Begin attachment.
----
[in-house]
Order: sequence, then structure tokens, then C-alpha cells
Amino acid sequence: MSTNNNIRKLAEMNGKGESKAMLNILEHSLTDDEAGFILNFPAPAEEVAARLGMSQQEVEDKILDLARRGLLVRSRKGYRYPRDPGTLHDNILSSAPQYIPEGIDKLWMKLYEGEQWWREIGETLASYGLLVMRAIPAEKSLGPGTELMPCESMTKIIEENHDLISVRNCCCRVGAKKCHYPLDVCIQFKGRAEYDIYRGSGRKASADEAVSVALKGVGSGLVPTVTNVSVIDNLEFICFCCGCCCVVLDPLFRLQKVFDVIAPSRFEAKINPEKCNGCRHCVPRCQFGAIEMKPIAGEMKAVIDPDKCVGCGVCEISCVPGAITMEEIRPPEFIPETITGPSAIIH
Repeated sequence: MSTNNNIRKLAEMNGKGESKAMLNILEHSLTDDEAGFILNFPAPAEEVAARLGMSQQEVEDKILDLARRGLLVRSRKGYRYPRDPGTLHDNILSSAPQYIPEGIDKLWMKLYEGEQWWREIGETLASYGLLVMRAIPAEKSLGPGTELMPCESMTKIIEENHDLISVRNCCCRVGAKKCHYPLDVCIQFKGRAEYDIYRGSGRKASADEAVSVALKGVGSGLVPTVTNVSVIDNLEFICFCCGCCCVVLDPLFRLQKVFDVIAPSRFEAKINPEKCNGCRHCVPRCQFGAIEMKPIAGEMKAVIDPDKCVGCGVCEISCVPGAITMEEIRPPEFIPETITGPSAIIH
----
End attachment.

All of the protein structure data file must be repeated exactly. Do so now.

[in-house]
Order: sequence, then structure tokens, then C-alpha cells
Amino acid sequence: MSTNNNIRKLAEMNGKGESKAMLNILEHSLTDDEAGFILNFPAPAEEVAARLGMSQQEVEDKILDLARRGLLVRSRKGYRYPRDPGTLHDNILSSAPQYIPEGIDKLWMKLYEGEQWWREIGETLASYGLLVMRAIPAEKSLGPGTELMPCESMTKIIEENHDLISVRNCCCRVGAKKCHYPLDVCIQFKGRAEYDIYRGSGRKASADEAVSVALKGVGSGLVPTVTNVSVIDNLEFICFCCGCCCVVLDPLFRLQKVFDVIAPSRFEAKINPEKCNGCRHCVPRCQFGAIEMKPIAGEMKAVIDPDKCVGCGVCEISCVPGAITMEEIRPPEFIPETITGPSAIIH
Repeated sequence: MSTNNNIRKLAEMNGKGESKAMLNILEHSLTDDEAGFILNFPAPAEEVAARLGMSQQEVEDKILDLARRGLLVRSRKGYRYPRDPGTLHDNILSSAPQYIPEGIDKLWMKLYEGEQWWREIGETLASYGLLVMRAIPAEKSLGPGTELMPCESMTKIIEENHDLISVRNCCCRVGAKKCHYPLDVCIQFKGRAEYDIYRGSGRKASADEAVSVALKGVGSGLVPTVTNVSVIDNLEFICFCCGCCCVVLDPLFRLQKVFDVIAPSRFEAKINPEKCNGCRHCVPRCQFGAIEMKPIAGEMKAVIDPDKCVGCGVCEISCVPGAITMEEIRPPEFIPETITGPSAIIH